Saturday, 2 October 2010

Rhythm and Reasoning Go Together?

An interesting story out of the Karolinski Institute in Sweden indicates another connection between music and intelligence, sort of.....
"Researchers at the medical university Karolinska Institutet and Umeå University have now demonstrated a correlation between general intelligence and the ability to tap out a simple regular rhythm. They stress that the task subjects performed had nothing to do with any musical rhythmic sense but simply measured the capacity for rhythmic accuracy. Those who scored highest on intelligence tests also had least variation in the regular rhythm they tapped out in the experiment."


Here is another quote about the study that seems to go against some of what we have been told about the relation between brain structure and intelligence,
"They also demonstrated a correlation between high intelligence, a good ability to keep time, and a high volume of white matter in the parts of the brain's frontal lobes involved in problem solving, planning and managing time.

"All in all, this suggests that a factor of what we call intelligence has a biological basis in the number of nerve fibres in the prefrontal lobe and the stability of neuronal activity that this provides."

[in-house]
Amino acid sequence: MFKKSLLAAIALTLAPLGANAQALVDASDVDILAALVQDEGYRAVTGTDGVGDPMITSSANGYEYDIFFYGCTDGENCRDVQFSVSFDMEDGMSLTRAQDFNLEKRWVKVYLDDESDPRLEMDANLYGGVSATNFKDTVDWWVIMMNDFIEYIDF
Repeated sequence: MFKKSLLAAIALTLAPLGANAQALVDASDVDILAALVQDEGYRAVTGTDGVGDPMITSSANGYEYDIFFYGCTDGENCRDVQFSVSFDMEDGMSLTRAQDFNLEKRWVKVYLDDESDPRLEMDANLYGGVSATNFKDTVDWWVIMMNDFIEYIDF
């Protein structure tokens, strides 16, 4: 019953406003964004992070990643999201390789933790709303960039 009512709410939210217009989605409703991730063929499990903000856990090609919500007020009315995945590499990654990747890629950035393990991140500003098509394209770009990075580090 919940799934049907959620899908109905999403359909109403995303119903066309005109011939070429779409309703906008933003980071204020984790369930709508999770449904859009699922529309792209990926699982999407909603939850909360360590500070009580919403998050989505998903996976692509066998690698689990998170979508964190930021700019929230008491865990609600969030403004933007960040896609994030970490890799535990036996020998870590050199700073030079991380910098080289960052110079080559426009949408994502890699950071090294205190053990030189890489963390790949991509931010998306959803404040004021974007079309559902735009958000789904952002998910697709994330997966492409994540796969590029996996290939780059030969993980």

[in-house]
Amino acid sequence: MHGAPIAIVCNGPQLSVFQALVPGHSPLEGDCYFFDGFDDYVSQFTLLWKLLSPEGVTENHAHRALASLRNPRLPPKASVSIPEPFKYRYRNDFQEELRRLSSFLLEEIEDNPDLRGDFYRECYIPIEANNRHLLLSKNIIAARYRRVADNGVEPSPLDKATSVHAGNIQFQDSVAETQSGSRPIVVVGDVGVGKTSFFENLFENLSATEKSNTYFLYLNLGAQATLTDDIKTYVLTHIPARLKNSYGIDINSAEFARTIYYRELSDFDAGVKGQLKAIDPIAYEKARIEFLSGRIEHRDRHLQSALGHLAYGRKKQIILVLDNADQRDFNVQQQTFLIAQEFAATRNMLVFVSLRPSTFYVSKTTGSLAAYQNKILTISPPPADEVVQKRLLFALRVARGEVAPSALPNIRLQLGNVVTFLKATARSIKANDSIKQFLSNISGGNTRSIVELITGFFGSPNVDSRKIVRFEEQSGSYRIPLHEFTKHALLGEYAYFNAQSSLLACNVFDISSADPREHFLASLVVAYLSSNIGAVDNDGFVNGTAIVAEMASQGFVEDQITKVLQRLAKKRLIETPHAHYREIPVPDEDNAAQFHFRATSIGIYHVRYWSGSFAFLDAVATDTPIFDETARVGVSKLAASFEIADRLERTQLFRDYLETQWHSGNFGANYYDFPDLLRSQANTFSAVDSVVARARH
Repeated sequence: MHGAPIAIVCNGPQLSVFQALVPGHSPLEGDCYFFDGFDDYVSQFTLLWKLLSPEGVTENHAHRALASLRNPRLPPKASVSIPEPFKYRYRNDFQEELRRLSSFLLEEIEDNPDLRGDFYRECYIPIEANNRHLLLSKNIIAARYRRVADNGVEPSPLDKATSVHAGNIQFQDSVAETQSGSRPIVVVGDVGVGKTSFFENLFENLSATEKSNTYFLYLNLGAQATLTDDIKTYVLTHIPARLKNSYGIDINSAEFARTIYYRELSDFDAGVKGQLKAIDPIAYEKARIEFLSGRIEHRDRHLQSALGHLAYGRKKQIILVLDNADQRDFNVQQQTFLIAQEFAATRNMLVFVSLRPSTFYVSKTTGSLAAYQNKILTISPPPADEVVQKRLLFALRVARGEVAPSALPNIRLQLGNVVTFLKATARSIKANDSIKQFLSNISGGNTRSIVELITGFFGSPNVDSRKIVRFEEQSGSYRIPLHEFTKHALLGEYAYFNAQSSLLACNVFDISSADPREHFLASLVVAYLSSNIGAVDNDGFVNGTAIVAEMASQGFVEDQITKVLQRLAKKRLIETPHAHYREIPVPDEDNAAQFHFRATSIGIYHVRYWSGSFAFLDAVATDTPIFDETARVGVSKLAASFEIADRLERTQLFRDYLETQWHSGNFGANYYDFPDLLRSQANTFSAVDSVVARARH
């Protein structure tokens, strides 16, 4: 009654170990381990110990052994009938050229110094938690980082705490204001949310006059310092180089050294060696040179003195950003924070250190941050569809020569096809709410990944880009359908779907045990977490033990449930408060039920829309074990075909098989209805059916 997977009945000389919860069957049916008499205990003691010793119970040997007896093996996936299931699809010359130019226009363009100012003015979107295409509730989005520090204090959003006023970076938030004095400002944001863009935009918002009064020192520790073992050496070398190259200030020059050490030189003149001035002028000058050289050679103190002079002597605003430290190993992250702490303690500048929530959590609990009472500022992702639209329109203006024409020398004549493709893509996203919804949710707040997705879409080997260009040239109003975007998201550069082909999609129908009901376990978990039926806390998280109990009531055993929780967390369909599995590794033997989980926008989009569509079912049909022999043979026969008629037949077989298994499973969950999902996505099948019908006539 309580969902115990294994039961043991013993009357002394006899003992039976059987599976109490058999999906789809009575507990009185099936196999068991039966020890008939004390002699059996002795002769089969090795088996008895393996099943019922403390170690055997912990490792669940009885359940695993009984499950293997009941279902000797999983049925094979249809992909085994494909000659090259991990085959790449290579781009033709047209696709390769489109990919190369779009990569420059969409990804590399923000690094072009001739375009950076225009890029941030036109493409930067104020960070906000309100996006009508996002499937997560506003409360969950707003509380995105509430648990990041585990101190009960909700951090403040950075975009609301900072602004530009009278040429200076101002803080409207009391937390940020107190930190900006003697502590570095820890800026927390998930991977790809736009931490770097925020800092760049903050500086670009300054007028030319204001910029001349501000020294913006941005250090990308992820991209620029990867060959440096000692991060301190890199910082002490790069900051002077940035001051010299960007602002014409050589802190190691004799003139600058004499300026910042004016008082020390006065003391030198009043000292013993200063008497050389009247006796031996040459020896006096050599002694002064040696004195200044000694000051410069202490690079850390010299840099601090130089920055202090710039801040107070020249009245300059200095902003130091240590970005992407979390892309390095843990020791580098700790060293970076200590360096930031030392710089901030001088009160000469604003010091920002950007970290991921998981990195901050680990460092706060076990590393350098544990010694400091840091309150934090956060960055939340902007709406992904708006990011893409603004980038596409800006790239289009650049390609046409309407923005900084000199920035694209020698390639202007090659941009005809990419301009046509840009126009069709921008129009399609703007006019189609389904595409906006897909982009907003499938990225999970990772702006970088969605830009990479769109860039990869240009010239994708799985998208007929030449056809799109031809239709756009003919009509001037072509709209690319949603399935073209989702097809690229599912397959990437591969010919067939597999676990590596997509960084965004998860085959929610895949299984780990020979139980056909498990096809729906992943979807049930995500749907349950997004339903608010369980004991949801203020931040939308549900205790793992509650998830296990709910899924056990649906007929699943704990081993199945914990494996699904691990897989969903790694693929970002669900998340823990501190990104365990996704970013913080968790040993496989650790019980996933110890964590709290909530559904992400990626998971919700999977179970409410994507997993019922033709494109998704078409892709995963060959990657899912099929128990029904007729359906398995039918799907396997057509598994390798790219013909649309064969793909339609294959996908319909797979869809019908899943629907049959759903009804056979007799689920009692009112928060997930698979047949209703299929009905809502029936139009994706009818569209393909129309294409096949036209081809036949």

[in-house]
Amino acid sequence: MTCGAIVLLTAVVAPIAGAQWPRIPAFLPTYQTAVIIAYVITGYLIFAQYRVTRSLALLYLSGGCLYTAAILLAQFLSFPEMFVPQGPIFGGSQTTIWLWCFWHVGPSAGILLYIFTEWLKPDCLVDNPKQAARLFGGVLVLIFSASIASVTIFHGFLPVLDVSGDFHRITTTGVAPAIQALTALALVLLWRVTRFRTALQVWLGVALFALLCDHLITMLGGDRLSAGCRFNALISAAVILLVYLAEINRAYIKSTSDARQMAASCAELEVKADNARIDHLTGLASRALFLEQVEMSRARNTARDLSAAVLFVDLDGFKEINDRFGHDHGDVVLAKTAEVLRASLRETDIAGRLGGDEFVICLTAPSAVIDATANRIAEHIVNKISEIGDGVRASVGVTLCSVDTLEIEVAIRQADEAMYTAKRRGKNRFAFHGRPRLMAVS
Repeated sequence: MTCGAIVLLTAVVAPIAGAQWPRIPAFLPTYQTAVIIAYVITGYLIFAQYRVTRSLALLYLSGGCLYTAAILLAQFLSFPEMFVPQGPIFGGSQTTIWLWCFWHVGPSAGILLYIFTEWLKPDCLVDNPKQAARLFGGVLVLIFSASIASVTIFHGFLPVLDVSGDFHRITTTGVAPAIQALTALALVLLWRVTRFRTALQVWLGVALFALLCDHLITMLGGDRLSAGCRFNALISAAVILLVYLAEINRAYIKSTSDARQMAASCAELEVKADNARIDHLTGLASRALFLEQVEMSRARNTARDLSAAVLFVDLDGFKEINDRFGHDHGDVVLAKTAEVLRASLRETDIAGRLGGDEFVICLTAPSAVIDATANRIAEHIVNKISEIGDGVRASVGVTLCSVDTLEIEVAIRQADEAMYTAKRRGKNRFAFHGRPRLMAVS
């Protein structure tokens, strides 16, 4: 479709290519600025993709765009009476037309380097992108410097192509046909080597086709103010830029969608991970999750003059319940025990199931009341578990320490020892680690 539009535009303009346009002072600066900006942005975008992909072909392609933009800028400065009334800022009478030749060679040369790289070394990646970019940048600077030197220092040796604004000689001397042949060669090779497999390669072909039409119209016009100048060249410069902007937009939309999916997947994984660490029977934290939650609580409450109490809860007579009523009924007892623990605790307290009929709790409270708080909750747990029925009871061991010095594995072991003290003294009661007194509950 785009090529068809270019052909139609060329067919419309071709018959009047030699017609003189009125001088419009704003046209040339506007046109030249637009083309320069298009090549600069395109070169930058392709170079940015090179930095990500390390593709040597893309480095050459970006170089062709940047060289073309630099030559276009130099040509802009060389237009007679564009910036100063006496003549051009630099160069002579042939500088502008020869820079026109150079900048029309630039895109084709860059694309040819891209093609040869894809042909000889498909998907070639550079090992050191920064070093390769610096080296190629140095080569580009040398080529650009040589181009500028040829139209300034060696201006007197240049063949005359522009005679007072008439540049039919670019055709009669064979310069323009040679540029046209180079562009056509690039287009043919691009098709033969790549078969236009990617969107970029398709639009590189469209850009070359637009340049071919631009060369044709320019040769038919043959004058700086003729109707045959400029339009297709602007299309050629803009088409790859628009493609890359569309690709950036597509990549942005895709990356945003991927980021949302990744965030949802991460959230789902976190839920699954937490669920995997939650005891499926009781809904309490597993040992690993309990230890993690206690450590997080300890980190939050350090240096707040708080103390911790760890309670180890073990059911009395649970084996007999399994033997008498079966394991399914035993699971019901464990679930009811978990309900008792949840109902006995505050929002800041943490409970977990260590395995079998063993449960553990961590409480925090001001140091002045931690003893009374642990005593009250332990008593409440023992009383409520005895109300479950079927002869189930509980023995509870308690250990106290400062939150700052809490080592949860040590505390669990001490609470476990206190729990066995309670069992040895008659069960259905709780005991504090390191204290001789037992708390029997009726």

The study appears in 'Intelligence and variability in a simple timing task share neural substrates in the prefrontal white matter', Fredrik Ullén, Lea Forsman, Örjan Blom, Anke Karabanov and Guy Madison, The Journal of Neuroscience, 16 April 2008. But I got my information from an article at Science Daily.

2 comments:

Sue VanHattum said...

>"...a factor of what we call intelligence has a biological basis in the number of nerve fibres in the prefrontal lobe..."

If the body can create those fibers during one's life, then maybe becoming 'intelligent' creates the need for them, and then we can measure after the fact. To me, the implication of the sentence was that we start with a set intelligence (measurable by number of those fibers), and I doubt that's true.

Interesting correlation. (I've always thought I wasn't very good at music, but when I was drumming during a ritual, a woman who did some fancier drumming on top of the basic beat I had set told me afterward that I had done a great basic beat. Maybe she was just being nice, I wouldn't know...)

Pat B said...

Sue,
Thanks for the comment. I didn't see the original research, just an article about it, but I don't think they saw it as fixed. And if they do or don't, the research of Carol Dweck that I mentioned here indicated, "She also looks at people who think intelligence is fixed and compares them to people who think effort can change one’s intelligence. People with the second mindset are able to develop their potential much more effectively than those with a ‘fixed intelligence’ mindset."